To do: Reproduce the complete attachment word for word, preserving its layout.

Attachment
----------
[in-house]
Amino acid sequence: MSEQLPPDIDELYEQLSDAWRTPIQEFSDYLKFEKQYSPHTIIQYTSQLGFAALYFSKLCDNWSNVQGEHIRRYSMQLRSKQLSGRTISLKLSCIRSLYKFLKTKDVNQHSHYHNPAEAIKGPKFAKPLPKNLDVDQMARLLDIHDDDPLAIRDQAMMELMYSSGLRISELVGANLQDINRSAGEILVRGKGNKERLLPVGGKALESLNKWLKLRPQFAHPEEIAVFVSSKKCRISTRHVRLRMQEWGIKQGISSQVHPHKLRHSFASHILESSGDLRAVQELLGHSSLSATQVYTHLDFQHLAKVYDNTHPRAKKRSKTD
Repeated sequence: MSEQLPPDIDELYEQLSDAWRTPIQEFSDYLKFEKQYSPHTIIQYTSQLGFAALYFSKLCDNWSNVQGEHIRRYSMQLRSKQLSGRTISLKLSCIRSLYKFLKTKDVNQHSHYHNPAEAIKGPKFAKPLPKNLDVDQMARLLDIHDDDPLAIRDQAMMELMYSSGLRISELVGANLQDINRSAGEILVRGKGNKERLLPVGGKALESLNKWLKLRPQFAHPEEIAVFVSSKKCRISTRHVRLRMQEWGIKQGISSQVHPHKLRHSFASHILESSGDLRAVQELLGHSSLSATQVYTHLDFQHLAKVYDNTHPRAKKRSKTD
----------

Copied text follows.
[in-house]
Amino acid sequence: MSEQLPPDIDELYEQLSDAWRTPIQEFSDYLKFEKQYSPHTIIQYTSQLGFAALYFSKLCDNWSNVQGEHIRRYSMQLRSKQLSGRTISLKLSCIRSLYKFLKTKDVNQHSHYHNPAEAIKGPKFAKPLPKNLDVDQMARLLDIHDDDPLAIRDQAMMELMYSSGLRISELVGANLQDINRSAGEILVRGKGNKERLLPVGGKALESLNKWLKLRPQFAHPEEIAVFVSSKKCRISTRHVRLRMQEWGIKQGISSQVHPHKLRHSFASHILESSGDLRAVQELLGHSSLSATQVYTHLDFQHLAKVYDNTHPRAKKRSKTD
Repeated sequence: MSEQLPPDIDELYEQLSDAWRTPIQEFSDYLKFEKQYSPHTIIQYTSQLGFAALYFSKLCDNWSNVQGEHIRRYSMQLRSKQLSGRTISLKLSCIRSLYKFLKTKDVNQHSHYHNPAEAIKGPKFAKPLPKNLDVDQMARLLDIHDDDPLAIRDQAMMELMYSSGLRISELVGANLQDINRSAGEILVRGKGNKERLLPVGGKALESLNKWLKLRPQFAHPEEIAVFVSSKKCRISTRHVRLRMQEWGIKQGISSQVHPHKLRHSFASHILESSGDLRAVQELLGHSSLSATQVYTHLDFQHLAKVYDNTHPRAKKRSKTD